Everyone has a story. And the more people begin to open up about struggles with infertility, the more varied and individual the stories become. Perhaps it’s no surprise then that a series of newly-released memoirs chronicling women’s journey’s to motherhood and their experiences with IVF and reproductive assistance have been hitting bookshelves. As the age of women giving birth grows and as IVF and reproductive technologies make advances, people now have more options than ever when hoping to conceive. And while each individual story and approach to IVF differs, depending on the patient and a host of other factors, it is worth reading about some very personalized stories.
In a recent New York Times Book Review, book critic Mary Pols, reviews two such books, which tell different stories but do provide an overview of the infertility field, approaches world-wide and two very different women’s journeys: Conceivability: What I Learned Exploring the Frontiers of Fertility by Elizabeth Katkin and An Excellent Choice: Panic and Joy on My Solo Path to Motherhood by Emma Brockes.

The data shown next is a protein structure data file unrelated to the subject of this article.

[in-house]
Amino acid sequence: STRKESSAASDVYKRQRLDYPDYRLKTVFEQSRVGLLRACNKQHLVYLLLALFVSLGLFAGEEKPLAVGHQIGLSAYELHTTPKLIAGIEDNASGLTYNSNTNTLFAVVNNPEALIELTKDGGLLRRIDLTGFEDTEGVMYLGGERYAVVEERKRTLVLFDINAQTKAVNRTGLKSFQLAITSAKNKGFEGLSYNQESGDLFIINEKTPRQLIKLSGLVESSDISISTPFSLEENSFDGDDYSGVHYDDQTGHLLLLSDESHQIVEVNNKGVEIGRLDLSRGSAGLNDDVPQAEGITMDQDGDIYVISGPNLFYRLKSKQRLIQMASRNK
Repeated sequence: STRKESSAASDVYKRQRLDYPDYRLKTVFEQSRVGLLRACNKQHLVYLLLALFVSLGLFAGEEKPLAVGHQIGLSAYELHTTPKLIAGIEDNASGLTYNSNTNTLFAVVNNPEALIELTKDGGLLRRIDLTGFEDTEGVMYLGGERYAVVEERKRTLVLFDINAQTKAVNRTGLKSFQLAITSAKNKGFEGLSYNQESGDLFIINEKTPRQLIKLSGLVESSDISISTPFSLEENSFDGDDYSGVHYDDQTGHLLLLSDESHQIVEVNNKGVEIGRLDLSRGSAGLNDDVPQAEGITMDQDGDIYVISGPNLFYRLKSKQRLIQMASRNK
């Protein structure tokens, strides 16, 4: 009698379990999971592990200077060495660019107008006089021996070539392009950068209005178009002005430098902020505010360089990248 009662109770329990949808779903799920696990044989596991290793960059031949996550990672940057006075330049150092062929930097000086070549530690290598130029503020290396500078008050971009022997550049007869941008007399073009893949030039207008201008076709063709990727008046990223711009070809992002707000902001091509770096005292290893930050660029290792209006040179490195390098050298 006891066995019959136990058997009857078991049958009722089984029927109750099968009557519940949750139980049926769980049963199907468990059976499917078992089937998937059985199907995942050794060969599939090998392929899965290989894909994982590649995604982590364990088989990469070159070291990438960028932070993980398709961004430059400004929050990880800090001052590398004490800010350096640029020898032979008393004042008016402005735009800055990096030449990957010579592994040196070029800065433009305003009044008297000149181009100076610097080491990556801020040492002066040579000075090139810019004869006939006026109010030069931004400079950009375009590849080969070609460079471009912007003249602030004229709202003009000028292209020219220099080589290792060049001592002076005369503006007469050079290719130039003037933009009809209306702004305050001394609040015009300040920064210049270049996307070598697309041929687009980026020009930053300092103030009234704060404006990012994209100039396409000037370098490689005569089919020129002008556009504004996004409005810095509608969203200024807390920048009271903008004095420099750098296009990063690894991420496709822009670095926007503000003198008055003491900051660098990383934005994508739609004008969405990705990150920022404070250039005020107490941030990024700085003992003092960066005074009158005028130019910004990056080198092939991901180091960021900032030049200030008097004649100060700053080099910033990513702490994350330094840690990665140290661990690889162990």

Most interestingly in relation to Hanabusa IVF, in Conceivability, Katkin recounts her experience working with a doctor who advised that, in fact, reduced hormones and drugs would help the forty-year old retrieve her eggs, leading to a successful pregnancy. This is precisely the kind of approach Hanabusa takes with IVF or, mini IVF, which relies on minimal drugs and smaller needles and a personalized approach to the patient. We were delighted to see these books hitting the shelves and always want our patients to stay fully-informed and abreast of both new advances in infertility medicine and powerful, personal stories such as the accounts in these two new books.
You can read the full book review here.